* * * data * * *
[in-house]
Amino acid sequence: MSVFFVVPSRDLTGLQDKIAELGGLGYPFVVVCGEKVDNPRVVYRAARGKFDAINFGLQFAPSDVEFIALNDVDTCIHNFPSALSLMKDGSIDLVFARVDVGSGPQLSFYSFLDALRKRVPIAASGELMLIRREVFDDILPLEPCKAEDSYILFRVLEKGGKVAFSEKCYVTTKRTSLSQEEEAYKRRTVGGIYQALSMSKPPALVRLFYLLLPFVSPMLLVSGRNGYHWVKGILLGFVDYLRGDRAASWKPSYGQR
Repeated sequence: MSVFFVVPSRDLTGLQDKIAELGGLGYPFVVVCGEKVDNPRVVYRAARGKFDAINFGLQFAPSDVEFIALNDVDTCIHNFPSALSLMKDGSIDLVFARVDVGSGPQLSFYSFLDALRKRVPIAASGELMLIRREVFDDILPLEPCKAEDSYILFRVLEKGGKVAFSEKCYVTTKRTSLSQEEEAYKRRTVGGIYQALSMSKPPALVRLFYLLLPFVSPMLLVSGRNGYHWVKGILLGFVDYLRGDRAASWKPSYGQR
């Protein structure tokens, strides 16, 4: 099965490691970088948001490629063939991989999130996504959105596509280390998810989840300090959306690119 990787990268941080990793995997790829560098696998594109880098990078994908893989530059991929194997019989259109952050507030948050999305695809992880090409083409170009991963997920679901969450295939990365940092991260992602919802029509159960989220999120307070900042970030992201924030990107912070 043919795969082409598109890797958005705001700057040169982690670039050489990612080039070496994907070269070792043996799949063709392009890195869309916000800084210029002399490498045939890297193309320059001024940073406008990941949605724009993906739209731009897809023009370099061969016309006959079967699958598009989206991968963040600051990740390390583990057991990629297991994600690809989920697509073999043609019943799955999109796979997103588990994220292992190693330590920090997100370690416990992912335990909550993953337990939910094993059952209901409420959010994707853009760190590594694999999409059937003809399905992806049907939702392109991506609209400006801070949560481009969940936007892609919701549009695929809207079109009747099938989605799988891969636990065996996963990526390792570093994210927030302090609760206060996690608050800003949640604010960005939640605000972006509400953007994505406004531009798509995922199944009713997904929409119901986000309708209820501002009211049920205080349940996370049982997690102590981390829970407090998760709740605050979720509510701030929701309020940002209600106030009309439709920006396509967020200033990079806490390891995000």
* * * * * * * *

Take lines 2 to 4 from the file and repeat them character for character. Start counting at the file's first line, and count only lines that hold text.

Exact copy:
Amino acid sequence: MSVFFVVPSRDLTGLQDKIAELGGLGYPFVVVCGEKVDNPRVVYRAARGKFDAINFGLQFAPSDVEFIALNDVDTCIHNFPSALSLMKDGSIDLVFARVDVGSGPQLSFYSFLDALRKRVPIAASGELMLIRREVFDDILPLEPCKAEDSYILFRVLEKGGKVAFSEKCYVTTKRTSLSQEEEAYKRRTVGGIYQALSMSKPPALVRLFYLLLPFVSPMLLVSGRNGYHWVKGILLGFVDYLRGDRAASWKPSYGQR
Repeated sequence: MSVFFVVPSRDLTGLQDKIAELGGLGYPFVVVCGEKVDNPRVVYRAARGKFDAINFGLQFAPSDVEFIALNDVDTCIHNFPSALSLMKDGSIDLVFARVDVGSGPQLSFYSFLDALRKRVPIAASGELMLIRREVFDDILPLEPCKAEDSYILFRVLEKGGKVAFSEKCYVTTKRTSLSQEEEAYKRRTVGGIYQALSMSKPPALVRLFYLLLPFVSPMLLVSGRNGYHWVKGILLGFVDYLRGDRAASWKPSYGQR
């Protein structure tokens, strides 16, 4: 099965490691970088948001490629063939991989999130996504959105596509280390998810989840300090959306690119 990787990268941080990793995997790829560098696998594109880098990078994908893989530059991929194997019989259109952050507030948050999305695809992880090409083409170009991963997920679901969450295939990365940092991260992602919802029509159960989220999120307070900042970030992201924030990107912070 043919795969082409598109890797958005705001700057040169982690670039050489990612080039070496994907070269070792043996799949063709392009890195869309916000800084210029002399490498045939890297193309320059001024940073406008990941949605724009993906739209731009897809023009370099061969016309006959079967699958598009989206991968963040600051990740390390583990057991990629297991994600690809989920697509073999043609019943799955999109796979997103588990994220292992190693330590920090997100370690416990992912335990909550993953337990939910094993059952209901409420959010994707853009760190590594694999999409059937003809399905992806049907939702392109991506609209400006801070949560481009969940936007892609919701549009695929809207079109009747099938989605799988891969636990065996996963990526390792570093994210927030302090609760206060996690608050800003949640604010960005939640605000972006509400953007994505406004531009798509995922199944009713997904929409119901986000309708209820501002009211049920205080349940996370049982997690102590981390829970407090998760709740605050979720509510701030929701309020940002209600106030009309439709920006396509967020200033990079806490390891995000």